Jan Beranek of Greenpeace quoted; “There is always a risk that either the technology or the nuclear materials can fall into the wrong hands”, on the new energy alternative called nuclear fusion which uses water and/or its isotopes as fuel and convert it to an extravagant amount of energy and in turn, power. Wikipedia defines; Nuclear fusion is the process by which two or more atomic nuclei join together, or “fuse”, to form a single heavier nucleus. This is usually accompanied by the release or absorption of large quantities of energy. Fusion is the process that powers active stars, the H-bomb and experimental devices examining fusion power for electrical generation.Is this possible? Yes, according to the classics, when the process is performed in the sun, and that was long before Tokamak. Tokamak is a device which uses a magnetic field to confine a plasma in the shape of a torus (doughnut). The plasma is then allowed to move inside the torus, through an aid of a magnetic field, in a toroidal and/or poloidal direction and then induced by a strong magnetic compression. This starts the fusion and then a large quantity of energy is produced.
Perhaps, Tokamak is used by the ongoing ITER (International Thermonuclear Experimental Reactor) project that will conduct study on nuclear fusion and the viability of the process as a potential energy alternative. ITER construction by the way started on 2007 and is expected to be fully complete by 2019, situated in Cadarache France. The project’s members are the European Union (EU), India, Japan, People’s Republic of China, Russia, South Korea and the United States. The EU, as host party for ITER, will contribute 45% of the cost, with the other parties contributing 9% each.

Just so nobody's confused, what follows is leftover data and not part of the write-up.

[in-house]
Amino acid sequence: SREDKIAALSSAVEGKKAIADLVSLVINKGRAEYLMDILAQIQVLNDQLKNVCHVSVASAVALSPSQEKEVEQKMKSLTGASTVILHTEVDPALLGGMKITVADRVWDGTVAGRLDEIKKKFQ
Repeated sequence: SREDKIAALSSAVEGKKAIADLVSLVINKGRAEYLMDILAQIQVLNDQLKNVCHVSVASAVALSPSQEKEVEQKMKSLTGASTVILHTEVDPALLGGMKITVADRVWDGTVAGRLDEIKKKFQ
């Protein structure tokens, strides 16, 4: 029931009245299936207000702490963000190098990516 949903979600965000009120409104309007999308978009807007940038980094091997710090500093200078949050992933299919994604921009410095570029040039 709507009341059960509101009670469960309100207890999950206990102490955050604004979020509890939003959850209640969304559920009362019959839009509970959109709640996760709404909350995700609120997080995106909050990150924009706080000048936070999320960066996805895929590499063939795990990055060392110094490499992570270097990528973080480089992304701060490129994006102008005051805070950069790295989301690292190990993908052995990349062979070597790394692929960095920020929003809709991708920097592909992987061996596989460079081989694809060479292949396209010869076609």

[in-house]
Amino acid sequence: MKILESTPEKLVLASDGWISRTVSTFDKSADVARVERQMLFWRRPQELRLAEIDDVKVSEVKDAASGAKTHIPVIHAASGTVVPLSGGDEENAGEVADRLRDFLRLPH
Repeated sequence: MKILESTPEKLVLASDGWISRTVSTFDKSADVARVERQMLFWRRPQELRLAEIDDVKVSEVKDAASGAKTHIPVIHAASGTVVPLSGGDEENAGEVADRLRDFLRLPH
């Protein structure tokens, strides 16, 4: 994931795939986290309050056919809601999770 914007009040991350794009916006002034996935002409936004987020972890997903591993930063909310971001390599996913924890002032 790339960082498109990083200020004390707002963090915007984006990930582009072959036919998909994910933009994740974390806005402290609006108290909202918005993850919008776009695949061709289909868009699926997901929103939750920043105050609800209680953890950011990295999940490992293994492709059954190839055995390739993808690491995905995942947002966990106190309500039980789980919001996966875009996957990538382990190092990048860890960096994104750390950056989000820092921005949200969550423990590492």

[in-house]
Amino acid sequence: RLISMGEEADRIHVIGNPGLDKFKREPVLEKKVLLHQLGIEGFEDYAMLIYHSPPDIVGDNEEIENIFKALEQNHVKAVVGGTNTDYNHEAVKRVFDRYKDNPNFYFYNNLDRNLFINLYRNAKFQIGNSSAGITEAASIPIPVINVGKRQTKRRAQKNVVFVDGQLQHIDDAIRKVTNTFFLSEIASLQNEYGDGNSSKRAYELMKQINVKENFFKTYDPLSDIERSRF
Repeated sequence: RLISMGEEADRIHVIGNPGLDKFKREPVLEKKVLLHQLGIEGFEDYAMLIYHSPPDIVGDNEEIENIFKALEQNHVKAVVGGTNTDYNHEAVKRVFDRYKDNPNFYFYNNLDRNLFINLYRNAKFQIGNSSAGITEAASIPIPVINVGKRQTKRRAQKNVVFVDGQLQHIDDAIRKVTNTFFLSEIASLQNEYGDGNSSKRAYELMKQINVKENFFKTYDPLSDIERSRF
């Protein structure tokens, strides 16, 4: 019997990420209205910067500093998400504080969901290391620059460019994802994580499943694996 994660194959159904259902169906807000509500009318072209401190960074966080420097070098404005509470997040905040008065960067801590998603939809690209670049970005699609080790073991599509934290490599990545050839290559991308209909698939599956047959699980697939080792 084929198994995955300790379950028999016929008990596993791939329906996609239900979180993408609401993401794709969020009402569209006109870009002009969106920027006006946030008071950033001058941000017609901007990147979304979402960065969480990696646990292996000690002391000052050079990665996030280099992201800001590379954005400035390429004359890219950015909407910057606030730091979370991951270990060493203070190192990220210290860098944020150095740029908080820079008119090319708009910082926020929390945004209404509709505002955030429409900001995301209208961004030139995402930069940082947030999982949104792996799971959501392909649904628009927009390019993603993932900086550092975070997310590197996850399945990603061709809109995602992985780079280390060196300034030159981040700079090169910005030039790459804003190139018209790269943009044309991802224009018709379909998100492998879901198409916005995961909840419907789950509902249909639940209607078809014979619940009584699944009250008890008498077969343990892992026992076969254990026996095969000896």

Question is, “would nuclear fusion be a viable and a sustainable source of energy”? The answer is up for you or it will depend on the the experiment’s result. But for me, it really depends, as what Jan Beranek believes – there is always a risk.
And yes, there is no safe place, only best practice.